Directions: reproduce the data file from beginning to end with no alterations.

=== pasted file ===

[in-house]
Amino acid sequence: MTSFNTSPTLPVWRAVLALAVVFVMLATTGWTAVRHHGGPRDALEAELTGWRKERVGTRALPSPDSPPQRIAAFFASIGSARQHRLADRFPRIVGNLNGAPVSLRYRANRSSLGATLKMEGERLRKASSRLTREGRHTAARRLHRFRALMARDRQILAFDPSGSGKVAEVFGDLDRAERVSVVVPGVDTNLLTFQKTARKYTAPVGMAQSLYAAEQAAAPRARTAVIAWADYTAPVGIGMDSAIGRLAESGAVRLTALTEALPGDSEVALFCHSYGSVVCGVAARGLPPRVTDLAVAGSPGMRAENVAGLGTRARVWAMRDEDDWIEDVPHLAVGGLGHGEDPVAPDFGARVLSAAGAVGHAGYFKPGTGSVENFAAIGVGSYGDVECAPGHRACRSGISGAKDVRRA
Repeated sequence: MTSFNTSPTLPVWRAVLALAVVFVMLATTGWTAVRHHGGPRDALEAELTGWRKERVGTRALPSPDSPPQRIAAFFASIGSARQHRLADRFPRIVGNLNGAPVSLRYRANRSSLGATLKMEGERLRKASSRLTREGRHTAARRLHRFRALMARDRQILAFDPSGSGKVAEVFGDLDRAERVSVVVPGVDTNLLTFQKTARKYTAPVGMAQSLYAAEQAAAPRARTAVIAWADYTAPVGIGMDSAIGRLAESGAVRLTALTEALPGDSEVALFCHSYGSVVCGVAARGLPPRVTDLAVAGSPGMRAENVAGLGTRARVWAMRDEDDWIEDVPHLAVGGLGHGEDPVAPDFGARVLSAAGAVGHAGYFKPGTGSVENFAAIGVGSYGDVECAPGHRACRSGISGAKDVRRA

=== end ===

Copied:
[in-house]
Amino acid sequence: MTSFNTSPTLPVWRAVLALAVVFVMLATTGWTAVRHHGGPRDALEAELTGWRKERVGTRALPSPDSPPQRIAAFFASIGSARQHRLADRFPRIVGNLNGAPVSLRYRANRSSLGATLKMEGERLRKASSRLTREGRHTAARRLHRFRALMARDRQILAFDPSGSGKVAEVFGDLDRAERVSVVVPGVDTNLLTFQKTARKYTAPVGMAQSLYAAEQAAAPRARTAVIAWADYTAPVGIGMDSAIGRLAESGAVRLTALTEALPGDSEVALFCHSYGSVVCGVAARGLPPRVTDLAVAGSPGMRAENVAGLGTRARVWAMRDEDDWIEDVPHLAVGGLGHGEDPVAPDFGARVLSAAGAVGHAGYFKPGTGSVENFAAIGVGSYGDVECAPGHRACRSGISGAKDVRRA
Repeated sequence: MTSFNTSPTLPVWRAVLALAVVFVMLATTGWTAVRHHGGPRDALEAELTGWRKERVGTRALPSPDSPPQRIAAFFASIGSARQHRLADRFPRIVGNLNGAPVSLRYRANRSSLGATLKMEGERLRKASSRLTREGRHTAARRLHRFRALMARDRQILAFDPSGSGKVAEVFGDLDRAERVSVVVPGVDTNLLTFQKTARKYTAPVGMAQSLYAAEQAAAPRARTAVIAWADYTAPVGIGMDSAIGRLAESGAVRLTALTEALPGDSEVALFCHSYGSVVCGVAARGLPPRVTDLAVAGSPGMRAENVAGLGTRARVWAMRDEDDWIEDVPHLAVGGLGHGEDPVAPDFGARVLSAAGAVGHAGYFKPGTGSVENFAAIGVGSYGDVECAPGHRACRSGISGAKDVRRA